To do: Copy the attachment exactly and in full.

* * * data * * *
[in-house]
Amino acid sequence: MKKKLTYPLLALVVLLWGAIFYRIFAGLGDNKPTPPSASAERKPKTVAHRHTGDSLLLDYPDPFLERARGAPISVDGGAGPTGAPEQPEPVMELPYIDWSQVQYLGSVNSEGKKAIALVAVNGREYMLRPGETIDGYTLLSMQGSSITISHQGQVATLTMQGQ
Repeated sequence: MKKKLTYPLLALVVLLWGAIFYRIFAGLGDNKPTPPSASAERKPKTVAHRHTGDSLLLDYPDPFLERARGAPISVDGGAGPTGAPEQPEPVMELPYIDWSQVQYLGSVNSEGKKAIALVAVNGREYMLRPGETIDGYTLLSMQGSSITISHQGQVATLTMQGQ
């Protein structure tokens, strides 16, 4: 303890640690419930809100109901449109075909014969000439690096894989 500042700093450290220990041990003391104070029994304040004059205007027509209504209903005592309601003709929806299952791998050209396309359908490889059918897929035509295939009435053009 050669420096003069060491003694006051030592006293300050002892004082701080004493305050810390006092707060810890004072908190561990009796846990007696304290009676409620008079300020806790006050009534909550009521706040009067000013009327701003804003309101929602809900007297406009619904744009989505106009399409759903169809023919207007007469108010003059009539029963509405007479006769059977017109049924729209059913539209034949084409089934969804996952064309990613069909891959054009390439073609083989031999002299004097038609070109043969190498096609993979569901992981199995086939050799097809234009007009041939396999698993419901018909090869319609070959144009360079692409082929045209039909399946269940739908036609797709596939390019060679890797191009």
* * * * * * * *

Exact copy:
[in-house]
Amino acid sequence: MKKKLTYPLLALVVLLWGAIFYRIFAGLGDNKPTPPSASAERKPKTVAHRHTGDSLLLDYPDPFLERARGAPISVDGGAGPTGAPEQPEPVMELPYIDWSQVQYLGSVNSEGKKAIALVAVNGREYMLRPGETIDGYTLLSMQGSSITISHQGQVATLTMQGQ
Repeated sequence: MKKKLTYPLLALVVLLWGAIFYRIFAGLGDNKPTPPSASAERKPKTVAHRHTGDSLLLDYPDPFLERARGAPISVDGGAGPTGAPEQPEPVMELPYIDWSQVQYLGSVNSEGKKAIALVAVNGREYMLRPGETIDGYTLLSMQGSSITISHQGQVATLTMQGQ
């Protein structure tokens, strides 16, 4: 303890640690419930809100109901449109075909014969000439690096894989 500042700093450290220990041990003391104070029994304040004059205007027509209504209903005592309601003709929806299952791998050209396309359908490889059918897929035509295939009435053009 050669420096003069060491003694006051030592006293300050002892004082701080004493305050810390006092707060810890004072908190561990009796846990007696304290009676409620008079300020806790006050009534909550009521706040009067000013009327701003804003309101929602809900007297406009619904744009989505106009399409759903169809023919207007007469108010003059009539029963509405007479006769059977017109049924729209059913539209034949084409089934969804996952064309990613069909891959054009390439073609083989031999002299004097038609070109043969190498096609993979569901992981199995086939050799097809234009007009041939396999698993419901018909090869319609070959144009360079692409082929045209039909399946269940739908036609797709596939390019060679890797191009």